A Family Affair 

Art Gilliam's 30-year love affair with WLOK.

On April 21st, Art Gilliam, chairman and president of Gilliam Communications Inc., will be one of four inductees into the Society of Entrepreneurs.

Gilliam — along with Hilliard Crews of Shelby Group International, Doug Marchant of Unified Health Services, and Dan Poag of Poag & McEwen — will become a member of that august organization during its 15th annual dinner and awards banquet at the University of Memphis Holiday Inn.

It's one more accolade earned for Gilliam, who purchased WLOK 1340-AM 30 years ago. The city's first black-owned radio station grew into a historic landmark on South Second Street. While traditional gospel music is its forte, WLOK is a well-respected voice for communities throughout the Mid-South.

"We're really a community station and always have been," says Gilliam, 63. And even after 30 years, Gilliam is still talking growth. "We're in the embryonic stage," he says, adding that it might take a year or two to really find out what's ahead for WLOK.

Gilliam, who also owns WHGM Radio Inc., is in the process of selling that Savannah, Georgia, station. The $200,000 sale was approved by the FCC last year and was scheduled to be consummated in January, but that has been delayed. Gilliam expects the deal to be completed soon.

Gilliam says there's a hope "to preserve WLOK as a community asset going forward," but it's unclear what shape that would take. For instance, forming a foundation is an option, Gilliam says, because it would put the station's future under a structure more concerned with its role as a community asset than just a business.

In the last 30 years, Gilliam, a former Commercial Appeal reporter and opinion writer at WMC-TV, has seen the media landscape change dramatically. WLOK has changed too, switching from R&B to a traditional gospel-music format in the 1980s. It hasn't looked back since, building a loyal listener base that is primarily African American and older. They tune in daily to listen to longtime on-air personalities like Brother James Chambers, Jahue "Doc" Mumphrey, and Delsa "Fireball" Fleming.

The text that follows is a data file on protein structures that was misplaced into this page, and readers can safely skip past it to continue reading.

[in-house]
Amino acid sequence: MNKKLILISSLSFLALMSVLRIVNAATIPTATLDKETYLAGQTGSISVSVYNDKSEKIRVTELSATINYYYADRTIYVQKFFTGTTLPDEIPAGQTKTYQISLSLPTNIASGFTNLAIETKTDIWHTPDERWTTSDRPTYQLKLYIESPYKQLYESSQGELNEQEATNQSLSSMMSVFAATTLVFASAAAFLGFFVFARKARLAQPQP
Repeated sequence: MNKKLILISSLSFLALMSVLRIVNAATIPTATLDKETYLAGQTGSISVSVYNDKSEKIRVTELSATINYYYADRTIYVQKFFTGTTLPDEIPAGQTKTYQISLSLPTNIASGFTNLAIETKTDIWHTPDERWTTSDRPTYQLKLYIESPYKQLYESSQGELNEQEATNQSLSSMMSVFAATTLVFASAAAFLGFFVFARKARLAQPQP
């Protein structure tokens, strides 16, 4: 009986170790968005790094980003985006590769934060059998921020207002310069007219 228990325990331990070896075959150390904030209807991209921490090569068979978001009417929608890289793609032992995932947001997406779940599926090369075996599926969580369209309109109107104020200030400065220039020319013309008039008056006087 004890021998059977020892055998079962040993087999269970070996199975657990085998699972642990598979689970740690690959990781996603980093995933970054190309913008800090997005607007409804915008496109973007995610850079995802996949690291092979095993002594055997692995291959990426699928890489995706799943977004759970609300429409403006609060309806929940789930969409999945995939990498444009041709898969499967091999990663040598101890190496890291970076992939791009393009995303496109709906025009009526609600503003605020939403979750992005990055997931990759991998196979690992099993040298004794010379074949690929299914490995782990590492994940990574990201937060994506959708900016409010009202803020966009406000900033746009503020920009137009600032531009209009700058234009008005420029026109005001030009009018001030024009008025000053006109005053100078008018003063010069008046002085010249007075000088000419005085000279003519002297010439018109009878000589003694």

Gilliam says the station's annual Stone Soul Picnic in September is a microcosm of what the station represents. The event, held every year at Tom Lee Park, features music but also offers health screenings and voter registration. The station is also part of an initiative that provides counseling for people suffering from drug addiction and a hotline for people who want to get out of gangs.

"People identify with us as a member of their family," says Gilliam.

Kim Harper, the station's program director, agrees. Memphis, she says, is definitely a gospel town, and WLOK wants to improve what it currently does. Take the Stone Soul Picnic, for instance: "We want to make it international. We are doing things now to invite some people, other cultures to come in," she says.

And Harper says the station will continue to grow its listener base. To that end, it can be heard via the Internet. "We're now heard worldwide," says Harper, who has been with WLOK for 10 years and hosts the early-morning show. As for the future, Harper says the day is coming when AM radio will sound no different from FM or even HD.

However, Gilliam says, that doesn't mean the station plans to get involved in satellite radio. "We may very well get into areas that are related to what we do, but we don't have a five-year game plan that puts us into another field [like FM or HD]. Certainly, it's possible that we would look at other things," he says.

Gilliam does not foresee any change in his personal program. Radio, he says, is a business that is most conducive to community activism.

"It never stops being something you are interested in doing," he says. "There's never a time that it wouldn't be rewarding and challenging to me."

Richard Thompson writes on Memphis media at Mediaverse-Memphis.blogspot.com.



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